David Letterman is retiring next year from his late-night show on CBS—ending more than three decades on two networks as a television comic and talk show host.
“We don’t have the timetable for this precisely down,” the 66-year-old Letterman told his studio audience in a surprise announcement during the Thursday afternoon taping of the Late Show With David Letterman. “I think it will be at least a year or so, but sometime in the not too distant future, 2015 for the love of God, in fact, Paul and I will be wrapping things up,” he added, referring to his longtime bandleader Paul Shaffer.
The audience in the Ed Sullivan Theater in the Broadway theater district rose from their seats and erupted in a sustained standing ovation.
CBS, which lured Letterman in 1993 from NBC, where he had hosted a popular program at 12:30 a.m. since 1982, was taken by surprise by the timing of the announcement. Letterman revealed that he phoned CBS chief executive Leslie Moonves just before walking out on stage.
“I phoned him just before the program, and I said ‘Leslie, it’s been great, you’ve been great, and the network has been great, but I’m retiring,’” Letterman told his audience.
Moonves succeeded Howard Stringer, the man who recruited the late-night star to the Tiffany Network in 1993 after Johnny Carson, Letterman’s booster and mentor, retired, and Letterman was denied his dream job of hosting NBC’s powerhouse late-night franchise The Tonight Show.
Jay Leno got the gig instead, setting up an intense and occasionally bitter rivalry that only ended when Leno himself stepped down in February to make way for Jimmy Fallon.
Reached by The Daily Beast shortly after Letterman’s announcement, Stringer—who ran the Sony Corp. after leaving CBS—said: “I don’t want to speculate on his [Letterman’s] state of mind but I think he’s had an enormous run, and my guess is he’s leaving because of that.”
The British-born Stringer likened Letterman to the satirical tradition of comedy in his home country.
“I always thought what he brought was the intellect and insight into that job that was reminiscent less of previous talk-show hosts the sensibility of the great British comedians like Beyond the Fringe and Monty Python,” Stringer told The Daily Beast. “They weren’t run-of-the-mill comics; they had a kind of sensibility that was smarter than most. Dave had more in common with them than the standup comedians, even though he could do that. You never knew quite what to expect from his humor. He had a kind of a cutting edge that made you admire his brain as well as his sense of humor.”
Stringer, who remarked that he “never had a negative moment” in his relationship with the sometimes prickly Letterman, and that the two continued to exchange birthday and Christmas gifts long after Stringer left CBS, had this to say about Letterman’s 32 years on nightly television: “God, that’s a frightening number.”
He attributed Letterman’s durability to the fact that “he took great care of himself and of his audience; he respected his audience. I’m sure he had his bad moments, but he managed his privacy well, which is particularly difficult in this day and age.”
Among Letterman’s “bad moments” were his quadruple bypass surgery in 2000 and his October 2009 admission on his show, when he became the target of a criminal blackmail scheme, that he’d had sexual affairs with female staffers, even though he was married with a young son. For a an intensely private celebrity who didn’t often appear in gossip columns, the latter was an astonishing confession.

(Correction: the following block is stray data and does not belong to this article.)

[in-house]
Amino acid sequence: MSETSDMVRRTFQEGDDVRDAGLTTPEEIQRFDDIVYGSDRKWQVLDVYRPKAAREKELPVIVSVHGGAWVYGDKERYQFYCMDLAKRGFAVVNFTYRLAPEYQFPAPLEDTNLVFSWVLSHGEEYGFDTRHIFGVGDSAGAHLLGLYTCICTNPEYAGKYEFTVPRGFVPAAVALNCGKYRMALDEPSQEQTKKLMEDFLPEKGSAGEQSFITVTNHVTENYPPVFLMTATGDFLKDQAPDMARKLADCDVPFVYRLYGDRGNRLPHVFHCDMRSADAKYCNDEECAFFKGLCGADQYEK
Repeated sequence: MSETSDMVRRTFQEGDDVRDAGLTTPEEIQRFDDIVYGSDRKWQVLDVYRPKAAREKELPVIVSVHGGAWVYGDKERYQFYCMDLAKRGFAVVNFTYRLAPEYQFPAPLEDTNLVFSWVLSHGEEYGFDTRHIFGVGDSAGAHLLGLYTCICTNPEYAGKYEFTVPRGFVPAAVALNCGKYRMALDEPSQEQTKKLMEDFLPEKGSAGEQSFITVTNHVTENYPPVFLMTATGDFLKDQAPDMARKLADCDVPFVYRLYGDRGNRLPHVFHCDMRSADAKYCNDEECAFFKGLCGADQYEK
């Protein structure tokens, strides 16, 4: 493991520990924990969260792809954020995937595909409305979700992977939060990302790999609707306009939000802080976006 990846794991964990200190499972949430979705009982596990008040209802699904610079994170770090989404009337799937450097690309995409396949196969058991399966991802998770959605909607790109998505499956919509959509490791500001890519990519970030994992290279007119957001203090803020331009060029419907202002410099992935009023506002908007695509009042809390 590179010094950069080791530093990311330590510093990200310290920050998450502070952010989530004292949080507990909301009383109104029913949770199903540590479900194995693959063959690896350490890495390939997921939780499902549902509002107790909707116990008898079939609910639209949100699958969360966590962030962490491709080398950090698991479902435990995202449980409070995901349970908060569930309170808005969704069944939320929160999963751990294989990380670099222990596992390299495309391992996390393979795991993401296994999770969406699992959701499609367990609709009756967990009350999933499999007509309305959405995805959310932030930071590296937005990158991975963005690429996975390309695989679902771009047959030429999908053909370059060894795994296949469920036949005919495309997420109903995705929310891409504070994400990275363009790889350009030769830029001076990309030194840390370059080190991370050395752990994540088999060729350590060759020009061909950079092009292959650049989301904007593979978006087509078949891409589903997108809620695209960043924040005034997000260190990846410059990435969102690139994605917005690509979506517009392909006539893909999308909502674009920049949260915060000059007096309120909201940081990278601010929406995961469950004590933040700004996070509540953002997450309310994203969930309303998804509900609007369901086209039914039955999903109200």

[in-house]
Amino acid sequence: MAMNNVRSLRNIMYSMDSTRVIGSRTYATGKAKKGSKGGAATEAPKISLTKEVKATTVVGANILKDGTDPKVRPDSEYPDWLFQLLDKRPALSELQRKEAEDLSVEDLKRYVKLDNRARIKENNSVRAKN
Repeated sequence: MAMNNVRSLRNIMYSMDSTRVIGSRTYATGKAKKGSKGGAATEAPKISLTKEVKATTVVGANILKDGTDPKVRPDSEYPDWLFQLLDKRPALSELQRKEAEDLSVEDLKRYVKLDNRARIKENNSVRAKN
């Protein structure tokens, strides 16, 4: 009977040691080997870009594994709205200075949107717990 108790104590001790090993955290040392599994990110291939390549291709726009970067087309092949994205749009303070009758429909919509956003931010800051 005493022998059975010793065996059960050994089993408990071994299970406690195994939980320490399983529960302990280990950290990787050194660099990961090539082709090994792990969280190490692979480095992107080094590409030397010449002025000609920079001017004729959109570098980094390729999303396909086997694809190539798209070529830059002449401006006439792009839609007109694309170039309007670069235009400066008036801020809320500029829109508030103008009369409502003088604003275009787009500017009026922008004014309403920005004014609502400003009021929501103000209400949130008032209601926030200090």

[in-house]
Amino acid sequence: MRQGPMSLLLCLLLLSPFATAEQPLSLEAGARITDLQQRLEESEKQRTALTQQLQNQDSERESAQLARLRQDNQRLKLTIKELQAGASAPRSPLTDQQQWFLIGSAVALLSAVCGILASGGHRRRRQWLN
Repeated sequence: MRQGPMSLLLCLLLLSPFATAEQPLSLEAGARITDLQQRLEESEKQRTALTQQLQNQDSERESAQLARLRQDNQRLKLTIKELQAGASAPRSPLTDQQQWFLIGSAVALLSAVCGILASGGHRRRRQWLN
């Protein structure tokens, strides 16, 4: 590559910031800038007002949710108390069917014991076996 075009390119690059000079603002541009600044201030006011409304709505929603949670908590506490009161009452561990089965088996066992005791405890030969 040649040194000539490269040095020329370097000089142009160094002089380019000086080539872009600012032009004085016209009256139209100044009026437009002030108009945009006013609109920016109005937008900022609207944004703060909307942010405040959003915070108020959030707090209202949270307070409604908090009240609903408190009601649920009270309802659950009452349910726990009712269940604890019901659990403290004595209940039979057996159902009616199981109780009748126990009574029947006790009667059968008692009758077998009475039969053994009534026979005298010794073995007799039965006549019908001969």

“But he did it on his own terms, and he managed it and protected himself in such a way that he didn’t become a headline in a gossip column every ten minutes,” Stringer said.
Letterman, who occasionally complained about CBS executives on the air, and once did an extended multi-night bit in which he mercilessly mocked Moonves, is leaving on a gracious note.
“The man who owns this network, Leslie Moonves, he and I have had a relationship for years and years and years, and we have had this conversation in the past, and we agreed that we would work together on this circumstance and the timing of this circumstance,” Letterman said.
Although Moonves is one of the planet’s highest-paid media executives, he is a hired hand, and CBS’s voting stock is controlled by CBS and Viacom executive chairman Sumner Redstone.
Moonves issued the following statement Thursday afternoon:
Letterman revealed that he phoned CBS chief executive Leslie Moonves just before walking out on stage.
“When Dave decided on a one-year extension for his most recent contract, we knew this day was getting closer, but that doesn’t make the moment any less poignant for us. For 21 years, David Letterman has graced our Network’s air in late night with wit, gravitas and brilliance unique in the history of our medium. During that time, Dave has given television audiences thousands of hours of comedic entertainment, the sharpest interviews in late night, and brilliant moments of candor and perspective around national events. He’s also managed to keep many celebrities, politicians and executives on their toes—including me. There is only one David Letterman. His greatness will always be remembered here, and he will certainly sit among the pantheon of this business. On a personal note, it’s been a privilege to get to know Dave and to enjoy a terrific relationship. It’s going to be tough to say goodbye. Fortunately, we won’t have to do that for another year or so. Until then, we look forward to celebrating Dave’s remarkable show and incredible talents.”
Letterman, meanwhile, told his audience: “I just want to reiterate my thanks for the support from the network, all of the people who have worked here, all of the people in the theater, all the people on the staff, everybody at home, thank you very much. What this means now, is that Paul and I can be married.”